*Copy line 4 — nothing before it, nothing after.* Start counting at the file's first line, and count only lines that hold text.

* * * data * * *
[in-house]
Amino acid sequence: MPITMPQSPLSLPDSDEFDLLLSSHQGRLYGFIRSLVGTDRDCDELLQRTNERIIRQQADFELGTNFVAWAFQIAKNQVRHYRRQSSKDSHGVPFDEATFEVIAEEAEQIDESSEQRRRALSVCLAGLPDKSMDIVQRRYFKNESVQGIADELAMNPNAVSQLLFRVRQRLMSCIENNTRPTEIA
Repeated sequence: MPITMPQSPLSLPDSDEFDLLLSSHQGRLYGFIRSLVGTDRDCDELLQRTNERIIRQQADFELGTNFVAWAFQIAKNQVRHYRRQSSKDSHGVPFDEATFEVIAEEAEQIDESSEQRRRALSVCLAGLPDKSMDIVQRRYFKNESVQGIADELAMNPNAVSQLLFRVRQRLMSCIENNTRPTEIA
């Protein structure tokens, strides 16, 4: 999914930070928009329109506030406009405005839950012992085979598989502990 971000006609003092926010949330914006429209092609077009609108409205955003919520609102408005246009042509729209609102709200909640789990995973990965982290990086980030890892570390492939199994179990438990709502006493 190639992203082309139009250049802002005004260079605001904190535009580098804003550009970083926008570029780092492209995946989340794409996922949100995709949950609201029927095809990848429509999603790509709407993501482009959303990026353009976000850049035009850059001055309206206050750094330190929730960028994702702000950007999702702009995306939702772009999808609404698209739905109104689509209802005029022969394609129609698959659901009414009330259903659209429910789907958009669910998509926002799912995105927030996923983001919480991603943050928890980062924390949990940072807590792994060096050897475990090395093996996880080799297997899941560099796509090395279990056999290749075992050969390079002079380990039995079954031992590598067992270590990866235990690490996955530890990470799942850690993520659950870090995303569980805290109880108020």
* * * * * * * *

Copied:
């Protein structure tokens, strides 16, 4: 999914930070928009329109506030406009405005839950012992085979598989502990 971000006609003092926010949330914006429209092609077009609108409205955003919520609102408005246009042509729209609102709200909640789990995973990965982290990086980030890892570390492939199994179990438990709502006493 190639992203082309139009250049802002005004260079605001904190535009580098804003550009970083926008570029780092492209995946989340794409996922949100995709949950609201029927095809990848429509999603790509709407993501482009959303990026353009976000850049035009850059001055309206206050750094330190929730960028994702702000950007999702702009995306939702772009999808609404698209739905109104689509209802005029022969394609129609698959659901009414009330259903659209429910789907958009669910998509926002799912995105927030996923983001919480991603943050928890980062924390949990940072807590792994060096050897475990090395093996996880080799297997899941560099796509090395279990056999290749075992050969390079002079380990039995079954031992590598067992270590990866235990690490996955530890990470799942850690993520659950870090995303569980805290109880108020």